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2nd Annual Festival: Palmerston North, 14 - 17 Sep

2nd Annual Aotearoa Environmental Film Festival screens Palmerston North, 14 – 17 September


Looking for films on today’s stories that matter? Tired of the same old Hollywood plots? Then get your fix at the 2006 Aotearoa Environmental Film Festival - Te Mauri o Papatuánuku. With 20 New Zealand premiers and over 30 films, the AEFF is running at the Globe Theatre in Palmerston North September 14 - 17. The ultimate in reality cinema, the Festival features an eclectic mix of documentaries, animations, and mini-dramas; all focusing on life on earth. The Globe Theatre, with its comfortable seating, massive screen, and beautiful foyer makes the perfect venue for the Festival. “Plus with a name like ‘The Globe’, our Festival just had to be there” says volunteer Abigail Allan.

Organisers of the Festival, an all-volunteer group called Southern Solutions, previewed over fifty films for the Festival. The longest selected is just over an hour, the shortest finishes in just 4 minutes. Subjects range from natural history of NZ wildlife to consumer power in a global economy, and the chilling international legacy of antipersonnel land mines.

“Previewing and selecting among fifty excellent NZ and international films was a challenge for the team, but we’ve been able to bring forward the best of the best for a New Zealand audience” says Allan.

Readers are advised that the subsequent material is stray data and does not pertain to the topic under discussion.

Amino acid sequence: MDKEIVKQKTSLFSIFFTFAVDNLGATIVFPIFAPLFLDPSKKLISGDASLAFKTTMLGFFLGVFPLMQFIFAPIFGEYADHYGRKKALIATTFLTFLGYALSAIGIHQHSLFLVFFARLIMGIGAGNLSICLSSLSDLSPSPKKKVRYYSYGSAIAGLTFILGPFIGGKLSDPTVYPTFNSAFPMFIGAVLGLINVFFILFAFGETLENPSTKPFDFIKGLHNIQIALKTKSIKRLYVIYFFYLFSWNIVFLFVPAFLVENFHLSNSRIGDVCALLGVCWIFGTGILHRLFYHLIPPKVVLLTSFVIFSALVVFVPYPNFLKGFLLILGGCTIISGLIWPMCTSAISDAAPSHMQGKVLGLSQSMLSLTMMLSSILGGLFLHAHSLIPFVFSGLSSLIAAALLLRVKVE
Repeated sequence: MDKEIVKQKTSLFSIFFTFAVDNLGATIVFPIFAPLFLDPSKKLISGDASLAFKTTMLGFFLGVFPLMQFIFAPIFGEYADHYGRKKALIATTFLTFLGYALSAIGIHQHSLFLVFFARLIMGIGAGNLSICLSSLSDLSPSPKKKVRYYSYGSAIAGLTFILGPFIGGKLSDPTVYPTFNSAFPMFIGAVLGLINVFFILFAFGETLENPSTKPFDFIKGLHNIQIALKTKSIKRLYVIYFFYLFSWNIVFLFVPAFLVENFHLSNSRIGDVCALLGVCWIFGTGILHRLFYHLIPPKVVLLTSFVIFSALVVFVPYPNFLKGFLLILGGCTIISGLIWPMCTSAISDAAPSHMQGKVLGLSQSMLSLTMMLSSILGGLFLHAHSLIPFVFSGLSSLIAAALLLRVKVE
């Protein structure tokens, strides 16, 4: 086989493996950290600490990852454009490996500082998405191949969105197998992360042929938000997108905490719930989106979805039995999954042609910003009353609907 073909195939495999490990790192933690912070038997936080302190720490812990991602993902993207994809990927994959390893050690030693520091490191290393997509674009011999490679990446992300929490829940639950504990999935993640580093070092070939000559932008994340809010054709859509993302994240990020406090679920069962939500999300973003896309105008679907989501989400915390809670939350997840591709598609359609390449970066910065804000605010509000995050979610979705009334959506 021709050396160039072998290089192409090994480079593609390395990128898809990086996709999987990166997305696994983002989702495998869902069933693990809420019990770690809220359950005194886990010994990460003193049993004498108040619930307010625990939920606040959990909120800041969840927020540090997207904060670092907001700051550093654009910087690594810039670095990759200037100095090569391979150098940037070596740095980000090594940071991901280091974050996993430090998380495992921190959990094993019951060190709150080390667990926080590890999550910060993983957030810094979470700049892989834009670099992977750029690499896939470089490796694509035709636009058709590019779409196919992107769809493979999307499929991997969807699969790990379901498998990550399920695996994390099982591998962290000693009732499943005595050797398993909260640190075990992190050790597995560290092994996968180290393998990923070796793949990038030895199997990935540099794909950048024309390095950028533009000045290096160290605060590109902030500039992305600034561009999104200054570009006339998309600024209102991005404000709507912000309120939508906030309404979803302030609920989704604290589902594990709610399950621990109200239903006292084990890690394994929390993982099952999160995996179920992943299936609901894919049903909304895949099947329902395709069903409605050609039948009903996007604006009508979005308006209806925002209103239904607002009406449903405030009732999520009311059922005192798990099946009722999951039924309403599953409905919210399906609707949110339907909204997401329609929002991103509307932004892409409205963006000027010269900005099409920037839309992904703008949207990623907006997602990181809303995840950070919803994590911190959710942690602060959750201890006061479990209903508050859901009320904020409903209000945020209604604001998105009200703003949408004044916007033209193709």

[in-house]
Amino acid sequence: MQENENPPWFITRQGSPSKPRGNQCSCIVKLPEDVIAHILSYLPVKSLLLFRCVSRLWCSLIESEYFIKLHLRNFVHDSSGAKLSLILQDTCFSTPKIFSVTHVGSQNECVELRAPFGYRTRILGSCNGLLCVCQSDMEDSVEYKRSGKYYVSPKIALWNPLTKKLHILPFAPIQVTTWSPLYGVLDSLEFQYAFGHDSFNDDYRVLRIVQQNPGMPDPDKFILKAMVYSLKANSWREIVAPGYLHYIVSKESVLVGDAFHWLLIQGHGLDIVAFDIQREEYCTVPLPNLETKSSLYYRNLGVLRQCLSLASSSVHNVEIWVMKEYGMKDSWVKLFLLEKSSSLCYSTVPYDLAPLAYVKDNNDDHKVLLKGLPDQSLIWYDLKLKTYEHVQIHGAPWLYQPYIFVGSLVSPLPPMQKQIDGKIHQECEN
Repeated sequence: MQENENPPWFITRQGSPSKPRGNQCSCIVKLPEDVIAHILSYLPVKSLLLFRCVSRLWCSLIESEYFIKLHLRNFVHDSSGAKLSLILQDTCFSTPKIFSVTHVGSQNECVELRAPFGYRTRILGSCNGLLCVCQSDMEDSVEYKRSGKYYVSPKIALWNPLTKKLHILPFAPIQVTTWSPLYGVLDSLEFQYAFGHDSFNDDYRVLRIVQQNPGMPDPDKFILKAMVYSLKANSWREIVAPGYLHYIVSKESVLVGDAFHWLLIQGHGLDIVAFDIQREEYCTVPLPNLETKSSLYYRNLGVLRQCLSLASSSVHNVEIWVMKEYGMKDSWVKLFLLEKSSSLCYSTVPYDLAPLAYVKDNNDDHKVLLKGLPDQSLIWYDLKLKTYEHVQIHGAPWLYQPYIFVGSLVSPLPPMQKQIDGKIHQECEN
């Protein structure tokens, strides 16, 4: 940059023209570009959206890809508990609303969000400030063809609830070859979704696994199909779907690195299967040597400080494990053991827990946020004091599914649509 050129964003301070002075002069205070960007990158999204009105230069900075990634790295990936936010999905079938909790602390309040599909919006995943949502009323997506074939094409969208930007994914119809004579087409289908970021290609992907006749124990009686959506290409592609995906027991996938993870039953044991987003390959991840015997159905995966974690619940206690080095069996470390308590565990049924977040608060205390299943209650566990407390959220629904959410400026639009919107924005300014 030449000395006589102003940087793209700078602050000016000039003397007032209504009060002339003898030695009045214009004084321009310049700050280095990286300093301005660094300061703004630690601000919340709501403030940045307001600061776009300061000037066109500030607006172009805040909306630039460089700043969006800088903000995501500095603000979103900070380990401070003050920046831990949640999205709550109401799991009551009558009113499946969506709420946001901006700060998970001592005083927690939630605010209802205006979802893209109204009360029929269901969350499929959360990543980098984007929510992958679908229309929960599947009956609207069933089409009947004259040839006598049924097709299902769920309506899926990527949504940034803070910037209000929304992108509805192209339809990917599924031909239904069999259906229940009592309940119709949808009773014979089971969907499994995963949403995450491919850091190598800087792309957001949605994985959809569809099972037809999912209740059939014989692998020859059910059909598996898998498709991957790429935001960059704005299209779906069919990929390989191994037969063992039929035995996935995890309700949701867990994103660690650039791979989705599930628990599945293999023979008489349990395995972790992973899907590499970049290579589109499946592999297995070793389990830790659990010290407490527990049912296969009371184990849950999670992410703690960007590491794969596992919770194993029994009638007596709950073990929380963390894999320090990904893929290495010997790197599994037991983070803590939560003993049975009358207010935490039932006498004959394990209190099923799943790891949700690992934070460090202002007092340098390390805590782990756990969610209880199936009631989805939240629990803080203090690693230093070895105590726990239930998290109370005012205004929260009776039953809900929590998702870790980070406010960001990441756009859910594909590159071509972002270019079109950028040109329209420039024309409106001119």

Following the sell-out success of the inaugural AEFF in July 05, this year’s Festival is shaping up to be another expo of quality films telling excellent stories. Screenings will be over four days starting Thursday 14 September, including three evening sessions plus a Sunday matinee. Each session is unique and will screen new films from both New Zealand and international directors.

“We’ve seen tremendous support from Palmerston North residents in 2005, challenging us to create an even better Festival for 06. We believe we’ve done that; more films, more sessions, and some producers on-site” says Allan. “Community support is the key to growing the Festival, and keeping it in Palmerston North.”

“We’ve received financial support from Palmerston North City Environmental Trust, Eastern and Central Community Trust, Manawatu Branch of Forest & Bird, and the KnoWaste campaign headed by Alan Fielding at PNCC. This support base has allowed us to keep the ticket price low and value high; with concession rates to ensure access to the entire community is affordable” says volunteer Jason Blair.

The Festival opens on Thursday 14 September. Session 1 includes 9 films, with a total running time of approximately three hours, with an interval after the first 90 minutes. The Festival opener, ‘French Fries to Go’takes a fresh look at one man’s high-energy approach to biofuels in the Rocky Mountains, USA. The first session also includes films on urban land rights, conservation in East Timor, the Tui’s melodic role in myth and nature, cycling, climate change, and water access. Two Session 1 films are by New Zealand producers.